SAAF pays tribute to late Rooivalk father, Dr Paul Potgieter

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The South African Air Force (SAAF) has honoured ‘the father of the Rooivalk’ attack helicopter, Dr Paul Potgieter, who tragically passed away last month.

A memorial service took place at Moreleta Church on 12 January and was attended by family, friends and close associates in the aviation industry, as well as members of the SAAF.

Potgieter died on 13 December in a car accident while travelling from Pretoria to the coast along the N1 highway. According to witnesses, Potgieter swerved to avoid a loose truck tire on the road, and crashed into an oncoming Ford Transit van, Netwerk24 reported. The three occupants of the Transporter survived, although were critically injured.

Potgieter was one of South African’s esteemed aerospace engineers, and was the father of the Atlas (now Denel) Rooivalk helicopter programme of the 1980s.

The Rooivalk is the first, and to date only, attack helicopter to have been developed in Africa – a significant achievement. Originally conceived as a Cold War tank buster, the Rooivalk has since November 2013 been engaged in peacekeeping operations in the Democratic Republic of Congo, where it has performed exceptionally well in support of the United Nations.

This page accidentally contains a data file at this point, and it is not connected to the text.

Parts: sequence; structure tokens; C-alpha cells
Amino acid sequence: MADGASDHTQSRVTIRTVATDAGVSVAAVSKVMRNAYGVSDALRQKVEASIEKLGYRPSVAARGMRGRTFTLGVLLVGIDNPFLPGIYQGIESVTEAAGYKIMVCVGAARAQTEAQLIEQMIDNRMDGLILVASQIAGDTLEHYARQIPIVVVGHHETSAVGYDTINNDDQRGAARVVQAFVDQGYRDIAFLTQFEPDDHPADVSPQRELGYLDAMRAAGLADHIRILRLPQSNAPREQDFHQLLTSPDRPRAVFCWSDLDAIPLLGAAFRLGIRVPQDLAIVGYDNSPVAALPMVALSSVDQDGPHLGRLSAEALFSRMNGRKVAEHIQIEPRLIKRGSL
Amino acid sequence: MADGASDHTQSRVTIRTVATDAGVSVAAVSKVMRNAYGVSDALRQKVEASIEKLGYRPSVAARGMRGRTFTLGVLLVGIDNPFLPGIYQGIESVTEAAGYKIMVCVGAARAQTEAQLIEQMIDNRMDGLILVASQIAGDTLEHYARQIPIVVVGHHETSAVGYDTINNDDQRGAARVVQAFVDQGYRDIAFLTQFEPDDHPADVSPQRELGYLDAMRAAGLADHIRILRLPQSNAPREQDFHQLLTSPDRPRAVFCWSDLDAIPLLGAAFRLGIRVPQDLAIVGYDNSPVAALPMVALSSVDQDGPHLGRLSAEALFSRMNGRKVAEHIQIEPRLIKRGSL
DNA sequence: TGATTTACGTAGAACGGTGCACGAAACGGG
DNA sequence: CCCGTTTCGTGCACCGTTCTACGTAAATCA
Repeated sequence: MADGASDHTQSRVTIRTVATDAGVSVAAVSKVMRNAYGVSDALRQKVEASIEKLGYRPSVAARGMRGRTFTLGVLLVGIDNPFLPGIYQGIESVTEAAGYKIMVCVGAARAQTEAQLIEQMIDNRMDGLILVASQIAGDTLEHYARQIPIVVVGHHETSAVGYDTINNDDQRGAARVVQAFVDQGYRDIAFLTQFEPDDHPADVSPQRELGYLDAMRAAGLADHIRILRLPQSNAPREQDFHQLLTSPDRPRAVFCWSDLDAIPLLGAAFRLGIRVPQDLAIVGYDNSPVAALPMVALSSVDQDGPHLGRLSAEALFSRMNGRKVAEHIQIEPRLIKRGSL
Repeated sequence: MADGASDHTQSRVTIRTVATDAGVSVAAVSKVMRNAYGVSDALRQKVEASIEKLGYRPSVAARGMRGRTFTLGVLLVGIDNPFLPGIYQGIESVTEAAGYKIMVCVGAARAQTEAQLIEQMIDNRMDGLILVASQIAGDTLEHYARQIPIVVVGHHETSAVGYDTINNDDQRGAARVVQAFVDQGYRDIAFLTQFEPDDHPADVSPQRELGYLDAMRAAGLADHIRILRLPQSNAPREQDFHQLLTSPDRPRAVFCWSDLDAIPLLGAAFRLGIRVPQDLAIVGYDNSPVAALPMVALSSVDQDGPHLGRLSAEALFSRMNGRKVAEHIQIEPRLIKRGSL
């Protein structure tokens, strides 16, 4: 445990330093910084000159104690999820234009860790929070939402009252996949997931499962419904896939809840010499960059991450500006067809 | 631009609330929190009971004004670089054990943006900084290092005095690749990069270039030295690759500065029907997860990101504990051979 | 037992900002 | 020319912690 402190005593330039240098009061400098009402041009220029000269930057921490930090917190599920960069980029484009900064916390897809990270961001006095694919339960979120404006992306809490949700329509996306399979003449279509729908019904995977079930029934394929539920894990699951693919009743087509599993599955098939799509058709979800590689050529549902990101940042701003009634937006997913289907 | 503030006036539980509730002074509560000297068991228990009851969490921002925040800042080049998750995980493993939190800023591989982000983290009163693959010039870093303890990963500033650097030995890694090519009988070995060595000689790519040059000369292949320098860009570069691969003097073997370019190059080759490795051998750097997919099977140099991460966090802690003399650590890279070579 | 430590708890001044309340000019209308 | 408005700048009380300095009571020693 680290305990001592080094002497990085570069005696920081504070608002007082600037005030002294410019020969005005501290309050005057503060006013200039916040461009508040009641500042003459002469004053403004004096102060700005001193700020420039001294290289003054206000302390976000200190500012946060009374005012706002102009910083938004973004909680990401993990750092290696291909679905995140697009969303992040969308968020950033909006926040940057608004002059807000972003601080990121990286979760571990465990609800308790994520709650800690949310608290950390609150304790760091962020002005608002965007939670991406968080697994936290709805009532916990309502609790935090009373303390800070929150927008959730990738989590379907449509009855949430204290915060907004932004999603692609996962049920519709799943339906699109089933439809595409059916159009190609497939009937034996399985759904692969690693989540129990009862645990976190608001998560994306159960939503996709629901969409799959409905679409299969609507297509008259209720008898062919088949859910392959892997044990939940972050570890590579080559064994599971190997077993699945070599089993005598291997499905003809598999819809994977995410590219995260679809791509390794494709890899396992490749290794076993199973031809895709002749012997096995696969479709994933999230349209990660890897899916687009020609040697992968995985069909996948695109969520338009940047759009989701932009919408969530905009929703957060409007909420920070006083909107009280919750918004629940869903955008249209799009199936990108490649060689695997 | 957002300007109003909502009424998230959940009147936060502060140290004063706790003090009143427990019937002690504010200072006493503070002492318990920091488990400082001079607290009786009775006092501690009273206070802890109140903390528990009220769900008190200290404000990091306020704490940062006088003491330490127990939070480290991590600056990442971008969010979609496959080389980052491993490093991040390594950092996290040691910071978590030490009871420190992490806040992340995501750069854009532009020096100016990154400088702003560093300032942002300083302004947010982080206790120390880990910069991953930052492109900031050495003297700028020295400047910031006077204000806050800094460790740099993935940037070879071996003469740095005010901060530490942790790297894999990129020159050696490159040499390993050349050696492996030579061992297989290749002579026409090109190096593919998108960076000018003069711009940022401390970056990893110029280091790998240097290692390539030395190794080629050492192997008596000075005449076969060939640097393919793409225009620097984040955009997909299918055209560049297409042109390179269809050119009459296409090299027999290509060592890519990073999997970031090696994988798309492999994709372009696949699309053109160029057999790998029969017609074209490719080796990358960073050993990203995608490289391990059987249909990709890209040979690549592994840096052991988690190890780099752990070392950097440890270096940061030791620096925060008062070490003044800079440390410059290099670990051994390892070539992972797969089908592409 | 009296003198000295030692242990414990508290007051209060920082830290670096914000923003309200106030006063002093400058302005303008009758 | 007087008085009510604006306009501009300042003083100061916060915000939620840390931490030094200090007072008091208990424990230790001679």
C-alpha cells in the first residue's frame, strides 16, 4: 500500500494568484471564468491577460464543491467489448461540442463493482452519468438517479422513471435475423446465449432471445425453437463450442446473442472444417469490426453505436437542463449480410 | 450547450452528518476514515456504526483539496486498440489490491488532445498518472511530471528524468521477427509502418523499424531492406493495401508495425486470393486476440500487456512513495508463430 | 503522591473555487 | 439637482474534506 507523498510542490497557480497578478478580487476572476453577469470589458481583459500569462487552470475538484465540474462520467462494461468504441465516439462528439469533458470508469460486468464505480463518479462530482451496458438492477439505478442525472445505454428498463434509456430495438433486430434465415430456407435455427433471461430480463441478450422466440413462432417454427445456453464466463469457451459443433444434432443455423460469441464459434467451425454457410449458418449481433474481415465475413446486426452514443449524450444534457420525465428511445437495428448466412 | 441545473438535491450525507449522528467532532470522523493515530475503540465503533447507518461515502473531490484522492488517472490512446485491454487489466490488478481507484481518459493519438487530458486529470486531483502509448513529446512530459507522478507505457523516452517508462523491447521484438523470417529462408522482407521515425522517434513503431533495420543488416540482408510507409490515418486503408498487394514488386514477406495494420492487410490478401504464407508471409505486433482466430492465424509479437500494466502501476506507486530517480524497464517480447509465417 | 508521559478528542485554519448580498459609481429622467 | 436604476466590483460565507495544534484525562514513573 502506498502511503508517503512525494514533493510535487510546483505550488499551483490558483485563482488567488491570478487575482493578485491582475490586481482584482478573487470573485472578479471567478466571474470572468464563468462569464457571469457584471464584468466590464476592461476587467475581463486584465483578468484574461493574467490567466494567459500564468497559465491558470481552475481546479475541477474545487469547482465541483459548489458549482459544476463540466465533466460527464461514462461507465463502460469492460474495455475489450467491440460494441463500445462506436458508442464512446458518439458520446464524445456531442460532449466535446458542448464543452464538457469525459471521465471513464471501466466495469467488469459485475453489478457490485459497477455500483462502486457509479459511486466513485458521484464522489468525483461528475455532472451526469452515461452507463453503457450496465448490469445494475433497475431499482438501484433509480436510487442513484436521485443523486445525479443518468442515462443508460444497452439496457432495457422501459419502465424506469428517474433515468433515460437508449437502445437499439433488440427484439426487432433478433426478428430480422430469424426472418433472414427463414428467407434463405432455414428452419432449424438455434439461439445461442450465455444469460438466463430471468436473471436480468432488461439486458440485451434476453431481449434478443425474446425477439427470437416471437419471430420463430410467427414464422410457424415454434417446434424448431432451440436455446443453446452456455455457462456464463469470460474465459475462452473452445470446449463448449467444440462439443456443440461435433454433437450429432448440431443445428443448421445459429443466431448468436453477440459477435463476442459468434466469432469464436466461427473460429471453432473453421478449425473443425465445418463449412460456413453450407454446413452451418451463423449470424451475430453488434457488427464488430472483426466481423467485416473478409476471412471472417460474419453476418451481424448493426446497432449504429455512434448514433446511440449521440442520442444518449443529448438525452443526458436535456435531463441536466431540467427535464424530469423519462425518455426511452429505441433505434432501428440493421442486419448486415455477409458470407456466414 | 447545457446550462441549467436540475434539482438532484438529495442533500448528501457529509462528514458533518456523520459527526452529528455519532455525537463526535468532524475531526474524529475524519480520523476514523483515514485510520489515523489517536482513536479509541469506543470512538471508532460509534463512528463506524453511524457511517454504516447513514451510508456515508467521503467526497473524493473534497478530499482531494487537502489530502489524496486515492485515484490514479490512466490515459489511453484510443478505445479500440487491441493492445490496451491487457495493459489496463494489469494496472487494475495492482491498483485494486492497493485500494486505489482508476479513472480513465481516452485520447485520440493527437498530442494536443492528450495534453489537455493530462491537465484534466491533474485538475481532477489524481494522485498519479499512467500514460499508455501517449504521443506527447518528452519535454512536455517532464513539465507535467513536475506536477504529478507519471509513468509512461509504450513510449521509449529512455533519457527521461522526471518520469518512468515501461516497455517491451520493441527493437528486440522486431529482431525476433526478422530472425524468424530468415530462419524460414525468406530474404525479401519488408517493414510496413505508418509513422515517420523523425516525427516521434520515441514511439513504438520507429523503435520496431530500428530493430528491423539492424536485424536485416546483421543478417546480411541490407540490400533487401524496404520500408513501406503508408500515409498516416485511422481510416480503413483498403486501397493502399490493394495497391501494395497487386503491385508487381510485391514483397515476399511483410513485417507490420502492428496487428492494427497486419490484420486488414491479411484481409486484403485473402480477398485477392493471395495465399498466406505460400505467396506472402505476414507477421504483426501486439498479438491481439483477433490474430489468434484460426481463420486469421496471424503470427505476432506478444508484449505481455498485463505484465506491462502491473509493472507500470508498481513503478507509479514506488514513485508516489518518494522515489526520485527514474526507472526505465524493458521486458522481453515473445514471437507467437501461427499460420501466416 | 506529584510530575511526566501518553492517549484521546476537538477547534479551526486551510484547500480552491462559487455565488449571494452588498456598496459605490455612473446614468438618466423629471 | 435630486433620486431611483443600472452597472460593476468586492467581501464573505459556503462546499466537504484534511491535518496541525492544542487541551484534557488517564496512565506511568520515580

The Rooivalk was designed and built to withstand the tough African environment – it has excess power for high payload and agility, basic maintenance requirements and high levels of protection and redundancy to ensure it can survive combat damage. The Rooivalk first flew in 1990 and became fully operational in 2011, with eleven in service. Denel developed the Mokopa 10 km range anti-tank missile specifically for the Rooivalk, which has been exported – the programme as a whole has been a success story for local industry.

After leaving Atlas, Potgieter established Aerosud as a pioneering, private-sector aerostructures engineering firm.

Linden Birns, another well-known figure in the South African aviation sector and MD of Plane Talking, explained that back when Potgieter was establishing Aerosud, South Africa was still subject to international sanctions and Aerosud occupied a modest facility at Grand Central Airport in Midrand.

“One of its first challenging projects was to successfully modify the Mirage F1 and Cheetah D aircraft to accommodate the Klimov engine used in Russia’s MiG-29 fighters. Within months of the first proving flights, sanctions were lifted and the project was shut down. Paul saw the opportunity and grabbed it, becoming one of the first private-sector South African aerospace leaders and innovators to forge industrial ties with UK & EU (Airbus, GKN, BAE Systems) and US (Boeing, Spirit),” Birns explained.

“Our paths crossed several times from the early 1990s, initially when I was a journalist covering the industry. When I started working as Airbus’s PR advisor, Paul badgered me into facilitating an introduction to Airbus so he could present Aerosud’s alternative lower-deck cabin crew rest pod solution for Airbus’s A330 and A340 widebody jetliners.

“It took a few years for the two companies to get to know each other and for Airbus to place its confidence in Aerosud. The relationship helped transform Aerosud. It became an exclusive supplier of components and sub-structures to Airbus and Boeing. In doing so, Aerosud has been able to establish and support its own supplier network, which includes niche firms such as Daliff Engineering in Cape Town.